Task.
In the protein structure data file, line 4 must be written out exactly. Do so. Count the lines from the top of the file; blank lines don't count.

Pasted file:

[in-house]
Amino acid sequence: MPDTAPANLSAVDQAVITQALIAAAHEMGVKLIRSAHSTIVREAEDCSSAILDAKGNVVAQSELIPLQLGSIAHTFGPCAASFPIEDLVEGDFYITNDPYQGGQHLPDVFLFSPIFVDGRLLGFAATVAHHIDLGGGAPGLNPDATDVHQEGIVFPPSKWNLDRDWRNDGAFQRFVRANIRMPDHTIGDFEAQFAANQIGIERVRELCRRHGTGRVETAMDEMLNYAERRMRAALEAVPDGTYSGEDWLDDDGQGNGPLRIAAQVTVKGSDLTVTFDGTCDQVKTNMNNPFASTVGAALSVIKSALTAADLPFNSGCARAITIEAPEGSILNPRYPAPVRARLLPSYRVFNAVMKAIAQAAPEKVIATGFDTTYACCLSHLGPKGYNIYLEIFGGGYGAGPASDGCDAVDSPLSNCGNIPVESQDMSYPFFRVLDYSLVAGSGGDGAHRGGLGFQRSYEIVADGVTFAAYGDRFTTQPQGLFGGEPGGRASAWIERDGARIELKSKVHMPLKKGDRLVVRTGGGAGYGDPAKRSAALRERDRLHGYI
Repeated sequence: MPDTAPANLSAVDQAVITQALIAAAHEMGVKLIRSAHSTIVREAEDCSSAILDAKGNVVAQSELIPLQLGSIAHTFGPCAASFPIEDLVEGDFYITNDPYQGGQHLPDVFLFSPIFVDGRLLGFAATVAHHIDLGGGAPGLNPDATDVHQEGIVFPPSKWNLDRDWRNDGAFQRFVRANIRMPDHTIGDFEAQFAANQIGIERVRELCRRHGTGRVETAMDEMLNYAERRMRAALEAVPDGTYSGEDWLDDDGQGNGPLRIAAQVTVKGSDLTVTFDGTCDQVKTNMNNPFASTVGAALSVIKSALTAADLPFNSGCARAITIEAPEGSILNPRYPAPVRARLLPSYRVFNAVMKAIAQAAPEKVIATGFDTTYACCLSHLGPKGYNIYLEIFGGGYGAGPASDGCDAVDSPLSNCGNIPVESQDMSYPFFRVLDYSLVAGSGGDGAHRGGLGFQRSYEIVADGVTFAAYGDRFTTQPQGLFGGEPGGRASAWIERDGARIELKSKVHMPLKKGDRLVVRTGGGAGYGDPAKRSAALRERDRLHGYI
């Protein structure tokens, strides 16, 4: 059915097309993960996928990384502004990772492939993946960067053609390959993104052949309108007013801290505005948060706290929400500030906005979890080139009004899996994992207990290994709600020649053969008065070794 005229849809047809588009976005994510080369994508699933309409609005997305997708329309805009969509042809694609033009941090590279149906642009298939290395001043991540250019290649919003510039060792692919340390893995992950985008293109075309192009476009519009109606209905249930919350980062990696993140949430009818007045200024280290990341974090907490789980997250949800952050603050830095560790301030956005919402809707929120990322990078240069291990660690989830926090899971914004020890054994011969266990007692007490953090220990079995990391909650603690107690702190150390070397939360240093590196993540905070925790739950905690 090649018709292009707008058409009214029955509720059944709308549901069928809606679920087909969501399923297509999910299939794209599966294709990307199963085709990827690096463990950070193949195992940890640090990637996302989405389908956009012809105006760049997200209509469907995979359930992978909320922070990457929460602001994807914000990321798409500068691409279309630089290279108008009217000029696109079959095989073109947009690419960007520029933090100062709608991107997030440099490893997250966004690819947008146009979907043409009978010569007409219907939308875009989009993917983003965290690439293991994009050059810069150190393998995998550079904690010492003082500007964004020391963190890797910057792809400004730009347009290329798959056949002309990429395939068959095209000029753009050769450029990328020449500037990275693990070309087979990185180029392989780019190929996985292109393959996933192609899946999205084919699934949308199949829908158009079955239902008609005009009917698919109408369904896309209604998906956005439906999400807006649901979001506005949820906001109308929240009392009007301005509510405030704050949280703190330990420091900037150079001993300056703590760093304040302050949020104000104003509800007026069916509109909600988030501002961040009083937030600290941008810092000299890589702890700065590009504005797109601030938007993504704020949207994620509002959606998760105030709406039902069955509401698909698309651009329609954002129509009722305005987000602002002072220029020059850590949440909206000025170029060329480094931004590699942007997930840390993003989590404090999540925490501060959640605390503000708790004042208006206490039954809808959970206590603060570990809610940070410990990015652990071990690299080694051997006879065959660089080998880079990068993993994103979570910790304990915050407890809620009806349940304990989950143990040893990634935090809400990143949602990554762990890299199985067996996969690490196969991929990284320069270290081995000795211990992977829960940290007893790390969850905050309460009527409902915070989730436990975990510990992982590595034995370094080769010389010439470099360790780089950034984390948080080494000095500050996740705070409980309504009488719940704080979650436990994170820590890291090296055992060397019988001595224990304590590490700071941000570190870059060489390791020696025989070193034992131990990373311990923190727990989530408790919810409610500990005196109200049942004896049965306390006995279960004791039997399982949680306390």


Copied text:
């Protein structure tokens, strides 16, 4: 059915097309993960996928990384502004990772492939993946960067053609390959993104052949309108007013801290505005948060706290929400500030906005979890080139009004899996994992207990290994709600020649053969008065070794 005229849809047809588009976005994510080369994508699933309409609005997305997708329309805009969509042809694609033009941090590279149906642009298939290395001043991540250019290649919003510039060792692919340390893995992950985008293109075309192009476009519009109606209905249930919350980062990696993140949430009818007045200024280290990341974090907490789980997250949800952050603050830095560790301030956005919402809707929120990322990078240069291990660690989830926090899971914004020890054994011969266990007692007490953090220990079995990391909650603690107690702190150390070397939360240093590196993540905070925790739950905690 090649018709292009707008058409009214029955509720059944709308549901069928809606679920087909969501399923297509999910299939794209599966294709990307199963085709990827690096463990950070193949195992940890640090990637996302989405389908956009012809105006760049997200209509469907995979359930992978909320922070990457929460602001994807914000990321798409500068691409279309630089290279108008009217000029696109079959095989073109947009690419960007520029933090100062709608991107997030440099490893997250966004690819947008146009979907043409009978010569007409219907939308875009989009993917983003965290690439293991994009050059810069150190393998995998550079904690010492003082500007964004020391963190890797910057792809400004730009347009290329798959056949002309990429395939068959095209000029753009050769450029990328020449500037990275693990070309087979990185180029392989780019190929996985292109393959996933192609899946999205084919699934949308199949829908158009079955239902008609005009009917698919109408369904896309209604998906956005439906999400807006649901979001506005949820906001109308929240009392009007301005509510405030704050949280703190330990420091900037150079001993300056703590760093304040302050949020104000104003509800007026069916509109909600988030501002961040009083937030600290941008810092000299890589702890700065590009504005797109601030938007993504704020949207994620509002959606998760105030709406039902069955509401698909698309651009329609954002129509009722305005987000602002002072220029020059850590949440909206000025170029060329480094931004590699942007997930840390993003989590404090999540925490501060959640605390503000708790004042208006206490039954809808959970206590603060570990809610940070410990990015652990071990690299080694051997006879065959660089080998880079990068993993994103979570910790304990915050407890809620009806349940304990989950143990040893990634935090809400990143949602990554762990890299199985067996996969690490196969991929990284320069270290081995000795211990992977829960940290007893790390969850905050309460009527409902915070989730436990975990510990992982590595034995370094080769010389010439470099360790780089950034984390948080080494000095500050996740705070409980309504009488719940704080979650436990994170820590890291090296055992060397019988001595224990304590590490700071941000570190870059060489390791020696025989070193034992131990990373311990923190727990989530408790919810409610500990005196109200049942004896049965306390006995279960004791039997399982949680306390």